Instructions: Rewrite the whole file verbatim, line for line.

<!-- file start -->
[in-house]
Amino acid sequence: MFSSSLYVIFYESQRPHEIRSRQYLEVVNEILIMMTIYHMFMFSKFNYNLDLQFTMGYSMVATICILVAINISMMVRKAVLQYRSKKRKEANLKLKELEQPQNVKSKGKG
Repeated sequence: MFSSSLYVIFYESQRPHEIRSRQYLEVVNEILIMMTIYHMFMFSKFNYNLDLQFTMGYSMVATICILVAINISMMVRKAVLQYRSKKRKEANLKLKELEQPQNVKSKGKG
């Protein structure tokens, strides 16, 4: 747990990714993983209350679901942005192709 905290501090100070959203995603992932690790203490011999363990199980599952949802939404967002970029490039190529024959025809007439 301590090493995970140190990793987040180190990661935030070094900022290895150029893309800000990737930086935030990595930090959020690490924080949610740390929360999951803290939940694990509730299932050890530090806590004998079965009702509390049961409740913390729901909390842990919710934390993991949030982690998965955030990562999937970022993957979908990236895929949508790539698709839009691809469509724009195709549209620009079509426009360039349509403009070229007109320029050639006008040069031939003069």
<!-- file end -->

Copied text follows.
[in-house]
Amino acid sequence: MFSSSLYVIFYESQRPHEIRSRQYLEVVNEILIMMTIYHMFMFSKFNYNLDLQFTMGYSMVATICILVAINISMMVRKAVLQYRSKKRKEANLKLKELEQPQNVKSKGKG
Repeated sequence: MFSSSLYVIFYESQRPHEIRSRQYLEVVNEILIMMTIYHMFMFSKFNYNLDLQFTMGYSMVATICILVAINISMMVRKAVLQYRSKKRKEANLKLKELEQPQNVKSKGKG
């Protein structure tokens, strides 16, 4: 747990990714993983209350679901942005192709 905290501090100070959203995603992932690790203490011999363990199980599952949802939404967002970029490039190529024959025809007439 301590090493995970140190990793987040180190990661935030070094900022290895150029893309800000990737930086935030990595930090959020690490924080949610740390929360999951803290939940694990509730299932050890530090806590004998079965009702509390049961409740913390729901909390842990919710934390993991949030982690998965955030990562999937970022993957979908990236895929949508790539698709839009691809469509724009195709549209620009079509426009360039349509403009070229007109320029050639006008040069031939003069």